IcyKal photoshoot 17/10/2015

I was gagging to do an urban/street shoot and needed a suitable subject. I found IcyKal on social media. She is a hip hop and spoken word artist, and was only up the road in South London. From previous photos I could tell she was perfect for the vibe I wanted to capture. I also noticed she was a bit light on promotional photos. So I messaged her and we arranged to meet up. We naturally chose Croydon as location due to it’s serious graffiti game and gritty alleyway ambience. So we shot a few of those types of locations, including the legal graffiti wall in St George’s Walk. Icykal works her social media profiles hard pushing her music and her live events, so my photos got put to good use immediately.

Dealing with darkness 22/11/2015

How do you shoot discreetly in relaxed, low light gigs or open mic events? A flash is going to draw lots of attention to you, ruin the atmosphere and possibly even put the artist off. In fact a lot of venues running smaller more intimate gigs often discourage photography entirely.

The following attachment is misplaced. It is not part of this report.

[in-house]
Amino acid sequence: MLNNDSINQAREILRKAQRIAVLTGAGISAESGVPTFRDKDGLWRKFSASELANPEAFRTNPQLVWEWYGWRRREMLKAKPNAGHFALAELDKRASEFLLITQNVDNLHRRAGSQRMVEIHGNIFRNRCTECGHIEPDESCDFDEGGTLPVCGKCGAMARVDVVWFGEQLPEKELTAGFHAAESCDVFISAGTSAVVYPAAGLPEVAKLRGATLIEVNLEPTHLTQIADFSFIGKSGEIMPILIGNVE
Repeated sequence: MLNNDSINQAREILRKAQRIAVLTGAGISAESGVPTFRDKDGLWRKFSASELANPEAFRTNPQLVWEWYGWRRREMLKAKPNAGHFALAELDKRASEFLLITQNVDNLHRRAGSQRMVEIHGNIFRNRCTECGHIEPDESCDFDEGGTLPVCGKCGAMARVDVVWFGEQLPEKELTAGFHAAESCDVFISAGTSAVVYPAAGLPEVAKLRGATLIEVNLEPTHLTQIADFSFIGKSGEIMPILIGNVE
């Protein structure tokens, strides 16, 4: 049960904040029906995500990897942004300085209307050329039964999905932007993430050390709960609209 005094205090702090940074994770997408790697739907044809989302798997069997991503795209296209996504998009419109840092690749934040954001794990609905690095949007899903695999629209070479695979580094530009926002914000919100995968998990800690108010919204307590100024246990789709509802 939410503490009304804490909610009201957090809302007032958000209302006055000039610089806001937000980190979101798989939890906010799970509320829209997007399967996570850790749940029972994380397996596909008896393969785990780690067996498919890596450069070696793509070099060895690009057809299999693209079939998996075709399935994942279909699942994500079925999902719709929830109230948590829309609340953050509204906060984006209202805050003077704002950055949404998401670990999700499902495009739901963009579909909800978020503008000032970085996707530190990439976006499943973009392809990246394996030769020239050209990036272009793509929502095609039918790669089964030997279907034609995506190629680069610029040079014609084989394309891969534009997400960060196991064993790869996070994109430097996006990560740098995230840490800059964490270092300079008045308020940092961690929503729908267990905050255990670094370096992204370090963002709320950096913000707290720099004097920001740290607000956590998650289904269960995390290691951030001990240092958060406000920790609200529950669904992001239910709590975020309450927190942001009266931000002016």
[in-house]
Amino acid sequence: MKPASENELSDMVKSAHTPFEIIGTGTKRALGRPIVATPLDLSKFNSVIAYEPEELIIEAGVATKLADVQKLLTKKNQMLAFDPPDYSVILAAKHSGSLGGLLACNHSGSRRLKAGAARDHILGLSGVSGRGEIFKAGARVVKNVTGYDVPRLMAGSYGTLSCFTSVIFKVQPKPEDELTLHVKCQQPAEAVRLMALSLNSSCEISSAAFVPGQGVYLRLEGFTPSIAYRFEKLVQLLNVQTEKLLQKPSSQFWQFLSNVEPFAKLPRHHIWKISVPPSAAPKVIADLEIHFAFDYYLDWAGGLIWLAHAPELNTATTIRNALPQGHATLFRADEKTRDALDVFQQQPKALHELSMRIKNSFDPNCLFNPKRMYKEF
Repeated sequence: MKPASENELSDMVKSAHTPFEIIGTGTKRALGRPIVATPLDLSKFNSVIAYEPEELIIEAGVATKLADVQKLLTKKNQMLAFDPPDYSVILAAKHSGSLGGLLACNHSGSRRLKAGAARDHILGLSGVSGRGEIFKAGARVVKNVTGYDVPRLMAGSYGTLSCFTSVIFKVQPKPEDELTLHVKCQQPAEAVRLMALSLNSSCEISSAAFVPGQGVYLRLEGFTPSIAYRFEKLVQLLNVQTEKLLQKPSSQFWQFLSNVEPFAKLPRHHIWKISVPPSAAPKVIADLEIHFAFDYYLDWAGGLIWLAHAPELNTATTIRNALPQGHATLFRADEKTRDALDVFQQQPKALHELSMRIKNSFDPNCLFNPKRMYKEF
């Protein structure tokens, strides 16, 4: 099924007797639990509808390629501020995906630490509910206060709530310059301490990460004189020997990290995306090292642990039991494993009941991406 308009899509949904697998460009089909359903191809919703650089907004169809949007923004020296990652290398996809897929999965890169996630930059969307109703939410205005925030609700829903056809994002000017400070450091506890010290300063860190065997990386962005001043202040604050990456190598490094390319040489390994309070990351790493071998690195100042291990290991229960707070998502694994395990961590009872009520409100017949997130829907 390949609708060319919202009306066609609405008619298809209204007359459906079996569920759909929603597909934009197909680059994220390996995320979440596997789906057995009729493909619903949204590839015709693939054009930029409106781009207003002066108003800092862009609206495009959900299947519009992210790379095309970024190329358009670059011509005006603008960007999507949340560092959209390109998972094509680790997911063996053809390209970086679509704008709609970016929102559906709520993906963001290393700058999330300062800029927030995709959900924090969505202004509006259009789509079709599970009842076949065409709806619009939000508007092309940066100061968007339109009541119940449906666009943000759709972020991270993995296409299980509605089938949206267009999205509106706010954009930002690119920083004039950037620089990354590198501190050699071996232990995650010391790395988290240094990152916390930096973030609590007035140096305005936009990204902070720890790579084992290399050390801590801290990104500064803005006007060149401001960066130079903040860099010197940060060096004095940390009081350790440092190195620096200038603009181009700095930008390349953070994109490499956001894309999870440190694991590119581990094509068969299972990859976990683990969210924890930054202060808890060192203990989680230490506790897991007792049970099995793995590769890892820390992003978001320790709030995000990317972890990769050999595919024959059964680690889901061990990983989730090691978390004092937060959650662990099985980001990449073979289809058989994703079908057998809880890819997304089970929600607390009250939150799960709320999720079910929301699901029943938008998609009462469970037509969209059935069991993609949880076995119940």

There are pro tutorials out there about how to tackle this. My own answer is basically have a go, despite the lighting starved environment, and and try to do the following:
1) Know the exact point at which your camera’s ISO throws up its hands, says “I can’t do this” and turns your pics into a sheet of grain.

2) Come down one stop from the tipping point of grain/noise.

3) Stop worrying that a dark photo is going to look like a dark photo. Dark can look great in its own right.
4) Shoot in B&W, or turn the shot B&W in post production.

With cautious use of the contrast, exposure, temp, highlights, and whites sliders in Lightroom you can tease out the whites, yet keep everything else dark enough to minimise too much visible grain. Be gentle with the sliders and massage the shot into shape.